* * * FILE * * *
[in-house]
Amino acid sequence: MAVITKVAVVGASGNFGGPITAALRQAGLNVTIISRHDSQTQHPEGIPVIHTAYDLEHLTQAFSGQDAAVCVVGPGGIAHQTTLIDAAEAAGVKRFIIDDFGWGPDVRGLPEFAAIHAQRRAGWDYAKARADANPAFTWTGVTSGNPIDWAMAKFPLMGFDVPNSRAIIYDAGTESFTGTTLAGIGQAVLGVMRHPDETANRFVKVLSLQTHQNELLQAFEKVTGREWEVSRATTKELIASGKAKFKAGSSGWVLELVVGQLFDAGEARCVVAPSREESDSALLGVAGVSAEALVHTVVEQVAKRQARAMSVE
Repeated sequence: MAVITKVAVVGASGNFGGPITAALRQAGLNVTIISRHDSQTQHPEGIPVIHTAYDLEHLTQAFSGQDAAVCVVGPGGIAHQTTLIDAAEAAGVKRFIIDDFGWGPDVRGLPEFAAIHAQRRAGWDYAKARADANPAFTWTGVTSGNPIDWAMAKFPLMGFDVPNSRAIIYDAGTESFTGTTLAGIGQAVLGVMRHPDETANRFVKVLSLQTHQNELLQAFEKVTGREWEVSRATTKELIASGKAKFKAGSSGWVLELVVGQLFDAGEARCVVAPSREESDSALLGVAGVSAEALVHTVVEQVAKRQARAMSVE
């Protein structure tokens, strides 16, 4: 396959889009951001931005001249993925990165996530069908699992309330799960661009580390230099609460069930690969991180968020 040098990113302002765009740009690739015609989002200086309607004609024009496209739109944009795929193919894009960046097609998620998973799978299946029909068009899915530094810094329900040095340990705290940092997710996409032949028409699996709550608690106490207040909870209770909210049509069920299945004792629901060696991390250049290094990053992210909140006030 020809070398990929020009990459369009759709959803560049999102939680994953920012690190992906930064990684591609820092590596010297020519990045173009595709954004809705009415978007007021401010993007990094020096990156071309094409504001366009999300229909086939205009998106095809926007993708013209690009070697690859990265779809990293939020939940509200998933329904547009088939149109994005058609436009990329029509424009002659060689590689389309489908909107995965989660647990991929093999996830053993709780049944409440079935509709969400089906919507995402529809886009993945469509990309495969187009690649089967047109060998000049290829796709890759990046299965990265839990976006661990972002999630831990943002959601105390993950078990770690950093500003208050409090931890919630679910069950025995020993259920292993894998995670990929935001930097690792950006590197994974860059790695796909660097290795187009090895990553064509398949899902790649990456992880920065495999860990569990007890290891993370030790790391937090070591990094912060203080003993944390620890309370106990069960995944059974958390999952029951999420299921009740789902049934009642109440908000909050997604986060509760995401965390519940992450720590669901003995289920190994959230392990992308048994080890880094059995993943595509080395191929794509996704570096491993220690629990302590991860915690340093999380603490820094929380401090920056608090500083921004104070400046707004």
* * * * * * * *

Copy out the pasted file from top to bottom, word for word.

[in-house]
Amino acid sequence: MAVITKVAVVGASGNFGGPITAALRQAGLNVTIISRHDSQTQHPEGIPVIHTAYDLEHLTQAFSGQDAAVCVVGPGGIAHQTTLIDAAEAAGVKRFIIDDFGWGPDVRGLPEFAAIHAQRRAGWDYAKARADANPAFTWTGVTSGNPIDWAMAKFPLMGFDVPNSRAIIYDAGTESFTGTTLAGIGQAVLGVMRHPDETANRFVKVLSLQTHQNELLQAFEKVTGREWEVSRATTKELIASGKAKFKAGSSGWVLELVVGQLFDAGEARCVVAPSREESDSALLGVAGVSAEALVHTVVEQVAKRQARAMSVE
Repeated sequence: MAVITKVAVVGASGNFGGPITAALRQAGLNVTIISRHDSQTQHPEGIPVIHTAYDLEHLTQAFSGQDAAVCVVGPGGIAHQTTLIDAAEAAGVKRFIIDDFGWGPDVRGLPEFAAIHAQRRAGWDYAKARADANPAFTWTGVTSGNPIDWAMAKFPLMGFDVPNSRAIIYDAGTESFTGTTLAGIGQAVLGVMRHPDETANRFVKVLSLQTHQNELLQAFEKVTGREWEVSRATTKELIASGKAKFKAGSSGWVLELVVGQLFDAGEARCVVAPSREESDSALLGVAGVSAEALVHTVVEQVAKRQARAMSVE
């Protein structure tokens, strides 16, 4: 396959889009951001931005001249993925990165996530069908699992309330799960661009580390230099609460069930690969991180968020 040098990113302002765009740009690739015609989002200086309607004609024009496209739109944009795929193919894009960046097609998620998973799978299946029909068009899915530094810094329900040095340990705290940092997710996409032949028409699996709550608690106490207040909870209770909210049509069920299945004792629901060696991390250049290094990053992210909140006030 020809070398990929020009990459369009759709959803560049999102939680994953920012690190992906930064990684591609820092590596010297020519990045173009595709954004809705009415978007007021401010993007990094020096990156071309094409504001366009999300229909086939205009998106095809926007993708013209690009070697690859990265779809990293939020939940509200998933329904547009088939149109994005058609436009990329029509424009002659060689590689389309489908909107995965989660647990991929093999996830053993709780049944409440079935509709969400089906919507995402529809886009993945469509990309495969187009690649089967047109060998000049290829796709890759990046299965990265839990976006661990972002999630831990943002959601105390993950078990770690950093500003208050409090931890919630679910069950025995020993259920292993894998995670990929935001930097690792950006590197994974860059790695796909660097290795187009090895990553064509398949899902790649990456992880920065495999860990569990007890290891993370030790790391937090070591990094912060203080003993944390620890309370106990069960995944059974958390999952029951999420299921009740789902049934009642109440908000909050997604986060509760995401965390519940992450720590669901003995289920190994959230392990992308048994080890880094059995993943595509080395191929794509996704570096491993220690629990302590991860915690340093999380603490820094929380401090920056608090500083921004104070400046707004």